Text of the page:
|To:||Thomas Koeller <firstname.lastname@example.org>|
|Subject:||Re: [PATCH] RM9000 serial driver|
|From:||Sergei Shtylyov <email@example.com>|
|Date:||Wed, 30 Aug 2006 15:59:57 +0400|
|Cc:||Yoichi Yuasa <firstname.lastname@example.org>, email@example.com, firstname.lastname@example.org, email@example.com, firstname.lastname@example.org, Thomas Köller <email@example.com>|
|Organization:||MontaVista Software Inc.|
|References:||<firstname.lastname@example.org> <email@example.com> <44F459DD.firstname.lastname@example.org> <email@example.com>|
|User-agent:||Mozilla/5.0 (X11; U; Linux i686; rv:1.7.2) Gecko/20040803|
Hello. Thomas Koeller wrote:
Also, it seems to me that the whole register-mapping stuff conflicts with autodetection, because autoconfig() uses serial_inp() and serial_outp() before the port types, and hence the mapping requirements, are known.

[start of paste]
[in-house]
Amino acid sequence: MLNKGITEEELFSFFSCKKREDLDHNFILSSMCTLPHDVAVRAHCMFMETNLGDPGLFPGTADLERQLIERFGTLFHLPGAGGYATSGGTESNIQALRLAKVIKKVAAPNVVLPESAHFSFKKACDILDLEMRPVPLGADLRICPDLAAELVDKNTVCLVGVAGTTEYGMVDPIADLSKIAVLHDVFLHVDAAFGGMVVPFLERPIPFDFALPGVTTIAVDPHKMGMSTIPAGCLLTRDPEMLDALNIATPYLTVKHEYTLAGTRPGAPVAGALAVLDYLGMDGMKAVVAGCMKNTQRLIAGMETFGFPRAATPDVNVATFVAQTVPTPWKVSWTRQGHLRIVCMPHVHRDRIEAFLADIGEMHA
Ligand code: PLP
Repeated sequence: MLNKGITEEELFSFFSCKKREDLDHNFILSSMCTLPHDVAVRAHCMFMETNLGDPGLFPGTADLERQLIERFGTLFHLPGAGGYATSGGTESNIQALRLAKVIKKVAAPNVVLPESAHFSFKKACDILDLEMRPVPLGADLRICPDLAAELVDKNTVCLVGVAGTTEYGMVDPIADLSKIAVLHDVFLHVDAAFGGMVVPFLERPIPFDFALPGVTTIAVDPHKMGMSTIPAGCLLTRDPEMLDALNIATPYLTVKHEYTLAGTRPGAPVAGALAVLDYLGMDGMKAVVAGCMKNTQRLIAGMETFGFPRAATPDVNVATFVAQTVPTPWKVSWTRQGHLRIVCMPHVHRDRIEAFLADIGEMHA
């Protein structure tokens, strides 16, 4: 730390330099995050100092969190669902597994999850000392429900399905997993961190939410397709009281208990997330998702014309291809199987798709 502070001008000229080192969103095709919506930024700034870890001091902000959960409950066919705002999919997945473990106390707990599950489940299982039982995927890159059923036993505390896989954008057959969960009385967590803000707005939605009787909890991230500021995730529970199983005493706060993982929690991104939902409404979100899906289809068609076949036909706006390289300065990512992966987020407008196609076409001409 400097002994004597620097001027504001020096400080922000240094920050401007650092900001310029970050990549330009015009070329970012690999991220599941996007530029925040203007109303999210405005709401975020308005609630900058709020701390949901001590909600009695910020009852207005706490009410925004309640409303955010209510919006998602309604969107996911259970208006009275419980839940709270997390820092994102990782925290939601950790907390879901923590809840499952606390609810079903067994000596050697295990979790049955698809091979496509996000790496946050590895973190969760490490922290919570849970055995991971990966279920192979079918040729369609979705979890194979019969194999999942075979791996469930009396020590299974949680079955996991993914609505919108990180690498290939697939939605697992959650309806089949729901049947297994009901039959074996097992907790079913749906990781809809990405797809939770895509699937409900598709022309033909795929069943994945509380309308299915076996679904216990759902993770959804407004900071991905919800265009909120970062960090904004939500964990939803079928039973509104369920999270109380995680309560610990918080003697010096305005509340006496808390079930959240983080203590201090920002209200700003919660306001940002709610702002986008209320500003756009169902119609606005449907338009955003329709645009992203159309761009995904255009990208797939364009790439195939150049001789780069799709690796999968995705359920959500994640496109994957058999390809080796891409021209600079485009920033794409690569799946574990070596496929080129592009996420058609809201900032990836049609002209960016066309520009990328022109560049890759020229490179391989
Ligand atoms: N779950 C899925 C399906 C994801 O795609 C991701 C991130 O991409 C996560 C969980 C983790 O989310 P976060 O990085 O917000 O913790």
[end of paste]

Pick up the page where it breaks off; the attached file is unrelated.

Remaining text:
Port types have nothing to do with this. Or at least they hadn't until your recent patch. :-) iotype was used to identify the addressing scheme, and it's alsready known beforehand.
How so? If I do not yet know which hardware I am dealing with, how can I know the iotype?
The iotype is passed to driver when registering the platform device or calling early_serial_setup(). There's absolutely no way for 8250.c to figure it out yourself. Please, review the driver's code more carefully. It was not at all that complex task to copy from the existing Alchemy code...
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